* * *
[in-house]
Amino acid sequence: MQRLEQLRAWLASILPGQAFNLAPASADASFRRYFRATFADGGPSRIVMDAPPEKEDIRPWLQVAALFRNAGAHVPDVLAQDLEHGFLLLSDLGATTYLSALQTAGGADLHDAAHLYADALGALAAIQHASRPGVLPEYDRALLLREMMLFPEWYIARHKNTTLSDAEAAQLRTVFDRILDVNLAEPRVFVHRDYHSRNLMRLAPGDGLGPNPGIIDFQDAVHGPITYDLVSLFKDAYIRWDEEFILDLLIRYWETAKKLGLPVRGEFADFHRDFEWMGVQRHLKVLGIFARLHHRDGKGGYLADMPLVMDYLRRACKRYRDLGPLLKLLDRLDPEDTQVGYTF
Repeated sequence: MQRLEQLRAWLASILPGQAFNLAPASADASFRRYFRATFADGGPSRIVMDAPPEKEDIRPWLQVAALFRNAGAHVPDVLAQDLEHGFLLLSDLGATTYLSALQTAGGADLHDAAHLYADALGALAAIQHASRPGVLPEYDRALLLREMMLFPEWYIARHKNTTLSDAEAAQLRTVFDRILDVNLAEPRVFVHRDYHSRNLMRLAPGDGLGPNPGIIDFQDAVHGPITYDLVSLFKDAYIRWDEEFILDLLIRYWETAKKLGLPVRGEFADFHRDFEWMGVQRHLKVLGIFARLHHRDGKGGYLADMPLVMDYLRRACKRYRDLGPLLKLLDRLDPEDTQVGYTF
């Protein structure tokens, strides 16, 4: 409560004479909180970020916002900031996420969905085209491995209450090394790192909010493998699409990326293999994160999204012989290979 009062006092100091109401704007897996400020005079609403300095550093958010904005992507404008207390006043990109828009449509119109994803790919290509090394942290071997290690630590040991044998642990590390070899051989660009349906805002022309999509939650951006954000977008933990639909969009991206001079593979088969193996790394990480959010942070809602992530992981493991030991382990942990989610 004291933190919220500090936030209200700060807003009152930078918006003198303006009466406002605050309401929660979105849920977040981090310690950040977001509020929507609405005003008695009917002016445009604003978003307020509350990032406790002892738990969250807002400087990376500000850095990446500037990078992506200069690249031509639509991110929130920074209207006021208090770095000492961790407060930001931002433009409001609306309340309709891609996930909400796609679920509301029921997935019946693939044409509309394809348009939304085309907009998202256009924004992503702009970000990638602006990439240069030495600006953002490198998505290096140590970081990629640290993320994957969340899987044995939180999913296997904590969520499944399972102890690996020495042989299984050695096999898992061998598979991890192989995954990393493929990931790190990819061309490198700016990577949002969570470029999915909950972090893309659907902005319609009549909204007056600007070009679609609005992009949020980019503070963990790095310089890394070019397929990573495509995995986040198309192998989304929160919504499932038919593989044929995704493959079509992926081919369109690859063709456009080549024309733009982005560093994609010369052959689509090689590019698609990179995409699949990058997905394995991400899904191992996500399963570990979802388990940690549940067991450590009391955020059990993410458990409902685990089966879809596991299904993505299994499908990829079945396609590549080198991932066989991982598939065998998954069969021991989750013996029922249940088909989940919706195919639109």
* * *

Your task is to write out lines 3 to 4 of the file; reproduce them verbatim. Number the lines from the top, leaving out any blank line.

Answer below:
Repeated sequence: MQRLEQLRAWLASILPGQAFNLAPASADASFRRYFRATFADGGPSRIVMDAPPEKEDIRPWLQVAALFRNAGAHVPDVLAQDLEHGFLLLSDLGATTYLSALQTAGGADLHDAAHLYADALGALAAIQHASRPGVLPEYDRALLLREMMLFPEWYIARHKNTTLSDAEAAQLRTVFDRILDVNLAEPRVFVHRDYHSRNLMRLAPGDGLGPNPGIIDFQDAVHGPITYDLVSLFKDAYIRWDEEFILDLLIRYWETAKKLGLPVRGEFADFHRDFEWMGVQRHLKVLGIFARLHHRDGKGGYLADMPLVMDYLRRACKRYRDLGPLLKLLDRLDPEDTQVGYTF
């Protein structure tokens, strides 16, 4: 409560004479909180970020916002900031996420969905085209491995209450090394790192909010493998699409990326293999994160999204012989290979 009062006092100091109401704007897996400020005079609403300095550093958010904005992507404008207390006043990109828009449509119109994803790919290509090394942290071997290690630590040991044998642990590390070899051989660009349906805002022309999509939650951006954000977008933990639909969009991206001079593979088969193996790394990480959010942070809602992530992981493991030991382990942990989610 004291933190919220500090936030209200700060807003009152930078918006003198303006009466406002605050309401929660979105849920977040981090310690950040977001509020929507609405005003008695009917002016445009604003978003307020509350990032406790002892738990969250807002400087990376500000850095990446500037990078992506200069690249031509639509991110929130920074209207006021208090770095000492961790407060930001931002433009409001609306309340309709891609996930909400796609679920509301029921997935019946693939044409509309394809348009939304085309907009998202256009924004992503702009970000990638602006990439240069030495600006953002490198998505290096140590970081990629640290993320994957969340899987044995939180999913296997904590969520499944399972102890690996020495042989299984050695096999898992061998598979991890192989995954990393493929990931790190990819061309490198700016990577949002969570470029999915909950972090893309659907902005319609009549909204007056600007070009679609609005992009949020980019503070963990790095310089890394070019397929990573495509995995986040198309192998989304929160919504499932038919593989044929995704493959079509992926081919369109690859063709456009080549024309733009982005560093994609010369052959689509090689590019698609990179995409699949990058997905394995991400899904191992996500399963570990979802388990940690549940067991450590009391955020059990993410458990409902685990089966879809596991299904993505299994499908990829079945396609590549080198991932066989991982598939065998998954069969021991989750013996029922249940088909989940919706195919639109």